Concert Pianist James Rhodes has written in the Guardian a thought provoking post on creative passion. Find what you love and let it kill you.... Read it and see whether you agree with him...How passionate are you to get that novel written? What are you doing about it?

Sorry about the huge URL's that appear this week. Bloggers highlight link broke in the middle of preparing this post.

PIC from

Thursday, December 6, 2012

Conversation Starters

I’m always up for a good conversation and there are many happening in the publishing blogosphere this week.

Publishing Perspectives' recent one day conference had people talking about what’s happening next in YA.

Quite a few people are talking about Amazon’s latest initiative, a subscription service targeting... KIDS?

Curtis Brown (respected literary agency) are partnering with Amazon in a new initiative...the conversations are just getting started on this breaking news. Are we getting into the murky waters of agent publishers?

Anne R Allen has had some big conversations about her blog post this last week on the changes in the publishing industry due to the Kindle and how the algorithms, to become a best seller, on Amazon have changed Indie Publishing.

Artistsroad is having a conversation on Kickstarter for it worth it?

Bubblecow has an interesting conversation on giving your book away for free. Why would you do it?

Publishing Perspectives has a conversation going on e-serials and how they are turning into the next big thing!

In Craft
Agents are telling anyone who will listen what to do at revision time...listen up all you NaNoWriMo-ers...

Roz Morris always a great conversationalist has a pursuasive argument on how to be original in your writing.

Steve Laube wants to tell you about fair use and permissions to copy another authors work. When do you need them?

The wonderful Children’s Publishing Blog is having a great conversation on making your characters totally loved.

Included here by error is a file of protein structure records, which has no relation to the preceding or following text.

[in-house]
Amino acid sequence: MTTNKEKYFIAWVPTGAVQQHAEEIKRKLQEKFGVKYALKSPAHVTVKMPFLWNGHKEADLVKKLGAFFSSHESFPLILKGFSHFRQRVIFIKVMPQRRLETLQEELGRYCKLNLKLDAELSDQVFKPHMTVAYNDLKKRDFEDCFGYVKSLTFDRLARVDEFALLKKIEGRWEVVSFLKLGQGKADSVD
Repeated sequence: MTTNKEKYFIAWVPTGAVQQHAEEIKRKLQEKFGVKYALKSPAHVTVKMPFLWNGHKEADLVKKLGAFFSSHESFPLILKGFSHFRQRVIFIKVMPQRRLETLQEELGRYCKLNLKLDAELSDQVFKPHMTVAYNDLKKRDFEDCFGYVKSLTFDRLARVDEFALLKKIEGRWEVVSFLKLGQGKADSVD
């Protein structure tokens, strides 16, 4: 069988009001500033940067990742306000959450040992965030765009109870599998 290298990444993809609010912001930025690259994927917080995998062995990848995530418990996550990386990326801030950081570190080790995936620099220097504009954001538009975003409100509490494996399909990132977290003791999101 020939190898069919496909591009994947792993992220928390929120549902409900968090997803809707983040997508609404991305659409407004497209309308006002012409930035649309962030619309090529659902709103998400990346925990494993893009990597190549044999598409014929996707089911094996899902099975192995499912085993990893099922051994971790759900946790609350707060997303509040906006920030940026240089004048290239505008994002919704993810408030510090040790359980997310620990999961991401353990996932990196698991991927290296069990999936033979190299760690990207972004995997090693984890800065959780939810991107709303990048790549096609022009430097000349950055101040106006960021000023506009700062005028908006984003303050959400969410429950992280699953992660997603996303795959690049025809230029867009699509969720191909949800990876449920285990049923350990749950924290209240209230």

The superb K M Weiland talks about the 10 lessons she learned while writing her novel Dreamlander (which took 12 years) and each lesson is a conversation in itself.

In Marketing,
Bob Mayer has a great post on using your storyboard to market your book...This is one of those lightbulb learning conversations.

Metadata is a scary conversation but necessary for all publishers (that’s you, Indie author) to understand so get yourself over to 

The Book Designer wants to tell you about 5 things to consider in Book Cover Design...first up Genre!

Have you wondered about selling books off your own site? The Passive Guy has a great conversation about the pitfalls and plums of doing it all yourself.

The Bookshelfmuse is doing more than talking they are having a huge Be Nice To Others Promotion on their blog where you can nominate people to get a present from the Christmas Elf. Go and check it out.

Ebookfriendly is NOT talking. They are showing! They have a cool infographic showing the biggest themes in bestsellers.

So what issue on this list gets you talking?


Thursday, May 31, 2012

Passing The Hat

This morning I have been thinking about Creative Tribes and their power.  
When the tribe idea was first being kicked around I blogged about it ...yes way back then...and this grew into a series of posts around the 1000 fans concept that same year. Just type 1000 fans into my search box.

This week I have been struck by the power of the Tribe in funding creative projects.